Now to really appreciate any high resolution music on any format: SACD, DVD-Audio, or LP look for acoustic music recorded in a real live acoustic space such as a concert hall, jazz club, or church. Look for pure DSD or analog masters preferably tubed analog 2-track 15/30 IPS masters especially from "audiophile" companies. In my opinion the best SACDs are the Classical recordings from Telarc.

And not only are CDs low resolution but so are SACDs from low resolution PCM masters. No new recording should be made with anything less than 88.2kHz PCM, DSD or 2 Track 15 IPS analog. Anything less is a crime to the music.

The original Redbook CD was a high crime against music lovers and Sony should have waited at least a year for 50kHz PCM or five years for 100kHz PCM card as recommended by Soundstream in 1980 when the specs for the upcoming laser read analog format were being worked out. CD didn't have to be low resolution and I blame Sony for rushing it to market too soon. After decades I have finally gotten 44.1kHz CD playback that is not painful and to think this could have all been avoided if Sony had only waited a year for consumer lever 50kHz sampling.

In my experience with 24 bit 48kHz on both SACD and DVD-Audio the resulting sound quality is not much better than Redbook CD and nowhere near the level of the Soundstream 16 bit 50kHz on both SACD and LP. This is why I consider 50kHz PCM the absolute minimum resolution for realistic sound quality; of course 192kHz PCM, DSD, and analog are even better.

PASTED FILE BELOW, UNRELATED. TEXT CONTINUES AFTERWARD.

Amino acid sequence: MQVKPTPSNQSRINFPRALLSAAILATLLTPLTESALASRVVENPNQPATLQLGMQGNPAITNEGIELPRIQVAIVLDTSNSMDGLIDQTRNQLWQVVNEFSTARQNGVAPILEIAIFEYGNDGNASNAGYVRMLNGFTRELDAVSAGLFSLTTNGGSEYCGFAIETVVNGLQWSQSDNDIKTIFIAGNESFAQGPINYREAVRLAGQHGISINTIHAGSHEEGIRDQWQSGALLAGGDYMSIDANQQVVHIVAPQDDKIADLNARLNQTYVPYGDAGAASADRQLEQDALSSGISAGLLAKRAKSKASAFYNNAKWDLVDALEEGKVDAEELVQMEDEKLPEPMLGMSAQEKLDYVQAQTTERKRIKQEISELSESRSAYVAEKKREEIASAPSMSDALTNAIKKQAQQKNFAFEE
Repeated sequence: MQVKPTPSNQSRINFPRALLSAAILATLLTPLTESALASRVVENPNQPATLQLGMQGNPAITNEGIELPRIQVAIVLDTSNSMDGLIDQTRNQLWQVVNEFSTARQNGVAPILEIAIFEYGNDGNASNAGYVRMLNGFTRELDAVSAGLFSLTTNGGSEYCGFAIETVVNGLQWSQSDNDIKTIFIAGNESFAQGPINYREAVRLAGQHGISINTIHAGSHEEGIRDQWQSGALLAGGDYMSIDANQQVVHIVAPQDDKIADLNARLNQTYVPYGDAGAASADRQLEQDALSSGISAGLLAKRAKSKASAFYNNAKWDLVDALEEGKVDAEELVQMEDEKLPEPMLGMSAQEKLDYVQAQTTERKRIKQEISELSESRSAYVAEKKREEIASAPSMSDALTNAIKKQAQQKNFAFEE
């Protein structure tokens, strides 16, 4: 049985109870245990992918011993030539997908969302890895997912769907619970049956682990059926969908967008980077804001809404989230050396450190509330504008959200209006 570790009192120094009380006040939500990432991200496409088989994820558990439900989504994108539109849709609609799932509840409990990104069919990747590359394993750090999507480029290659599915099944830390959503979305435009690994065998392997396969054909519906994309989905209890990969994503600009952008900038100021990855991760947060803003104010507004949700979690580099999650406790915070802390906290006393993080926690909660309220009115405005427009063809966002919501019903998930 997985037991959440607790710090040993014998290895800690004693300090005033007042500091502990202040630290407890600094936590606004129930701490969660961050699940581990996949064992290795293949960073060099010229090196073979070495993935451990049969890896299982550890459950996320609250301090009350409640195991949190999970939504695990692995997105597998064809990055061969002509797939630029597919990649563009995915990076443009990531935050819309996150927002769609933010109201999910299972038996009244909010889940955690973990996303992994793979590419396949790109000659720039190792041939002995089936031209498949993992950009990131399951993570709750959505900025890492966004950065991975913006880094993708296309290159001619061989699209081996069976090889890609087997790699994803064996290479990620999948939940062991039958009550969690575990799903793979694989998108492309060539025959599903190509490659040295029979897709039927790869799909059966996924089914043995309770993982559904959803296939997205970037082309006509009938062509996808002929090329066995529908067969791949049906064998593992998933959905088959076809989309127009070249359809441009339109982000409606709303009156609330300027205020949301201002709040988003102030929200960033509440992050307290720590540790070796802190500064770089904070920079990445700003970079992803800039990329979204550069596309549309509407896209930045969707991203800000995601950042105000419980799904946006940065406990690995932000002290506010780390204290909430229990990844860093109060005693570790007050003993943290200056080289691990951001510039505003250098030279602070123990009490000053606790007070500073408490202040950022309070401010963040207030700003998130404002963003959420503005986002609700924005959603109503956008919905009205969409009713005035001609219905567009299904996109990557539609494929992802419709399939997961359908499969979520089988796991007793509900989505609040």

With my last essay (Issue37 downloads) I reveled how 44.1kHz 16 Bits from 192kbps MP3 files upsampled using AIFF and burned to CD-R can sound as good or better than a pressed Redbook CD. While I have got enjoyable playback sometimes with excellent sound they are still missing the sonic realism of the higher resolution SACDs and DVD-Audios.

Part Three: Why I Import CDs using Apple Lossless and no Error Correction

This part is a follow-up to "An Analog Lover's Adventure in Downloading" (Issue37 downloads) concerning uses for my MAC Mini other than downloading music files. One of my favorite modern classical compositions of the twentieth century is Johan de Meij's Symphony No. 1 The Lord of the Rings which is only available on CD. I have tried three versions and finally settled on the one with René Jolly conducting the Ensemble Vents et Percussion de Québec on Disques Atma ACD 2-2139 as the least objectionable sonically. But it still sounds digital, I even tried applying Gruv-Glide which seem to help a little. This strident sounding little CD helped me find the perfect settings in iTunes to remove as much of the CD'ness from it I could. Here is my journey: